For nearly ten years, we’ve spent most of the winter in India. It has become a home away from home. And a prominent room within that home is Varanasi. Through the years we’ve done our best to convey what this place means to us in pictures and writing. And of course, those efforts fall short. To put it simply, we now feel very comfortable here. The area around the guesthouse is a neighbourhood we feel part of. Even though most of our acquaintances up and down the lane are merchants, Gerard and I are warmly and sincerely welcomed.
Varanasi draws a specific type of tourist, ones that are not easily put off by cow flaps and dog turds in the lane. It seems that we respond more to something that’s harder to put your finger on that’s found in abundance here. So often we spend our meals talking with another traveler and trying to gain their insight on Varanasi, on India, their home country and perhaps the world. Just this morning, we shared breakfast with a young woman from St Petersburg (Russia not Florida) who certainly did not tow the party line. Even though there are people growing concerned about Putin and his power, the question is why weren’t they concerned 17 years ago? He’s been around that long. She called him a thug. Another interesting conversation is with a young woman from Shanghai over our masala chai at the Boatman’s tea shop. Again she is far from typical; 31 and not married, and at this point has no intention of getting married. When Gerard asked what does the society think of unmarried women, she said, it’s completely unacceptable. And what do your parents think of you travelling alone in India? I told them I was in Asia! But what if they want to see a picture of where you are? I pretend that I didn’t hear them! Most upwardly mobile Chinese think India is one of the worst places to go, too dirty and dangerous. They would rather go to Europe or US. Gerard laughed, quoting statistics about gun ownership and violence in the US.
Our guesthouse is near a few small music schools where European students return every year to continue their learning of various practices of Indian classical music. Many of them coincide their visit with the Dhrupad Mela – as we do. Dhrupad is an ancient style of singing that needs to be studied for decades before it can be performed. Its progression is also very slow therefore many Indians and Westerners alike are not attracted to the style. But those who are drawn are very passionate about the music. For me, listening to Dhrupad is a bit like listening to Cecil Taylor, an extreme avant-garde jazz pianist. When I’m there I’m totally involved; if I’m listening to a record it’s harder to get into it.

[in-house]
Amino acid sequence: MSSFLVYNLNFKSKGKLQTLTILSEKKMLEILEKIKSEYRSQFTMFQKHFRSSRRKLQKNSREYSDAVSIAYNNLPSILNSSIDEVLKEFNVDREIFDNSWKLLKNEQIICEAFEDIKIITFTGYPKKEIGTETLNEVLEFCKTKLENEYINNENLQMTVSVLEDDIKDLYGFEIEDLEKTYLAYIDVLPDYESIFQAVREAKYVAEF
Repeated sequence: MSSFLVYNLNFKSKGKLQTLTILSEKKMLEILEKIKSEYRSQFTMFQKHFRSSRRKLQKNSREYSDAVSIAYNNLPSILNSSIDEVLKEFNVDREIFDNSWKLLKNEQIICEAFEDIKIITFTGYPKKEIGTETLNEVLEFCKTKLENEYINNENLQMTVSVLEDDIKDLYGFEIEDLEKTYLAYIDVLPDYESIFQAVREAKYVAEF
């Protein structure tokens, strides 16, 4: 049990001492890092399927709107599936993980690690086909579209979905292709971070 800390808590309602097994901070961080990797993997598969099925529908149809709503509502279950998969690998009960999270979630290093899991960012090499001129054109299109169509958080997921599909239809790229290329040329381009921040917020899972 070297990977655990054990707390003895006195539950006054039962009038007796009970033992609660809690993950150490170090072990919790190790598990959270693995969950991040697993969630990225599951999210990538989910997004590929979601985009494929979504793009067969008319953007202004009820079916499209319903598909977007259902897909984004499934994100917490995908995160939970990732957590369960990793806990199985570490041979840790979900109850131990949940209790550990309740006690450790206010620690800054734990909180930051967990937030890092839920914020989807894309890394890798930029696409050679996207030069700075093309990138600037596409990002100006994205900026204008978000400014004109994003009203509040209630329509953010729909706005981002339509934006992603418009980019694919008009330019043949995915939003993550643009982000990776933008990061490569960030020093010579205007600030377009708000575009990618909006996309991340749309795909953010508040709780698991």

This Mela is the only Dhrupad festival in India and has been sponsored by a very wealthy Varanasi family for the last 44 years who are dedicated to keeping this music alive. In a small restaurant around the corner from us, a few students, mostly about our age, gather for dinner and speculate on who will be performing that night. By the way, with no advance program, the music goes from 7 pm to 7 am each night, free admission. In the morning, the same group is sitting around discussing who they heard, and how late they managed to stay. We never made it much past midnight. But at the end of the four days, Gerard said that he was nearly saturated. But he’ll still be ready for the upcoming two-day festival!
We’re very happy to be able to meet up with our old friend, Frederic in Varanasi. We met in Himachal Pradesh six or seven years ago and have stayed in contact ever since. He’s a semi-professional photographer and has been documenting dancers at a Kathak school. He manages to find time to have a meal or two with us so we can catch up.
Gerard had the idea that this was going to be a quiet visit with plenty of time for writing. But how could that happen in this place where there’s so many interesting people to talk to! One evening, on our way down to Assi Ghat, and constantly being delayed by Gerard talking to people, Frederic said to me, “Does he also talk to trees?” Please, Frederic, don’t even suggest that! Coincidentally, when we first met Frederic, it was Gerard’s persistence that finally broke through his reserve. Well, maybe at our next destination we’ll get back to the writing.